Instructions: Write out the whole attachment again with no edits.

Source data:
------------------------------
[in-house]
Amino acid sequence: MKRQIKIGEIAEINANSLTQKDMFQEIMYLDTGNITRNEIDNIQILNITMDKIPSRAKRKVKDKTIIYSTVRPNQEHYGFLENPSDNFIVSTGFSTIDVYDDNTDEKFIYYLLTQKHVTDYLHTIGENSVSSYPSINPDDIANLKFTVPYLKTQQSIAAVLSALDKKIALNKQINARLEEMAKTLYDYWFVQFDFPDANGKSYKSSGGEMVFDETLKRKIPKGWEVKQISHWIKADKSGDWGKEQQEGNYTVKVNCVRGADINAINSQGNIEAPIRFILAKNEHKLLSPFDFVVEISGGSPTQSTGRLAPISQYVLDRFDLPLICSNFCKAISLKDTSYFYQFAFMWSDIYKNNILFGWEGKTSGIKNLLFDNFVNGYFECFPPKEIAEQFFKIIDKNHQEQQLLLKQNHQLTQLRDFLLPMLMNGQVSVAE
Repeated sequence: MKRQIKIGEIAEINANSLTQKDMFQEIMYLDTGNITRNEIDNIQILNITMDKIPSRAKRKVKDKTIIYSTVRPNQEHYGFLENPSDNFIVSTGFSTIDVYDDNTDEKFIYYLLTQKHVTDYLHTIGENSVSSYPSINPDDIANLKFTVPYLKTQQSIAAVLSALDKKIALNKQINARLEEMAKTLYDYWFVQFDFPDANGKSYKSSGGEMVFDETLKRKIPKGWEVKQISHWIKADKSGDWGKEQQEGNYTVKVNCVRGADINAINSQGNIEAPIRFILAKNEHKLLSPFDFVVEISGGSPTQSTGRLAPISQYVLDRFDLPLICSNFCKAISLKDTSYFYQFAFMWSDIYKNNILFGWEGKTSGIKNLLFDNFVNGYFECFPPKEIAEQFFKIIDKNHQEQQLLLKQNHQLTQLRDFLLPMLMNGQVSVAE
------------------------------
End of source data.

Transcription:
[in-house]
Amino acid sequence: MKRQIKIGEIAEINANSLTQKDMFQEIMYLDTGNITRNEIDNIQILNITMDKIPSRAKRKVKDKTIIYSTVRPNQEHYGFLENPSDNFIVSTGFSTIDVYDDNTDEKFIYYLLTQKHVTDYLHTIGENSVSSYPSINPDDIANLKFTVPYLKTQQSIAAVLSALDKKIALNKQINARLEEMAKTLYDYWFVQFDFPDANGKSYKSSGGEMVFDETLKRKIPKGWEVKQISHWIKADKSGDWGKEQQEGNYTVKVNCVRGADINAINSQGNIEAPIRFILAKNEHKLLSPFDFVVEISGGSPTQSTGRLAPISQYVLDRFDLPLICSNFCKAISLKDTSYFYQFAFMWSDIYKNNILFGWEGKTSGIKNLLFDNFVNGYFECFPPKEIAEQFFKIIDKNHQEQQLLLKQNHQLTQLRDFLLPMLMNGQVSVAE
Repeated sequence: MKRQIKIGEIAEINANSLTQKDMFQEIMYLDTGNITRNEIDNIQILNITMDKIPSRAKRKVKDKTIIYSTVRPNQEHYGFLENPSDNFIVSTGFSTIDVYDDNTDEKFIYYLLTQKHVTDYLHTIGENSVSSYPSINPDDIANLKFTVPYLKTQQSIAAVLSALDKKIALNKQINARLEEMAKTLYDYWFVQFDFPDANGKSYKSSGGEMVFDETLKRKIPKGWEVKQISHWIKADKSGDWGKEQQEGNYTVKVNCVRGADINAINSQGNIEAPIRFILAKNEHKLLSPFDFVVEISGGSPTQSTGRLAPISQYVLDRFDLPLICSNFCKAISLKDTSYFYQFAFMWSDIYKNNILFGWEGKTSGIKNLLFDNFVNGYFECFPPKEIAEQFFKIIDKNHQEQQLLLKQNHQLTQLRDFLLPMLMNGQVSVAE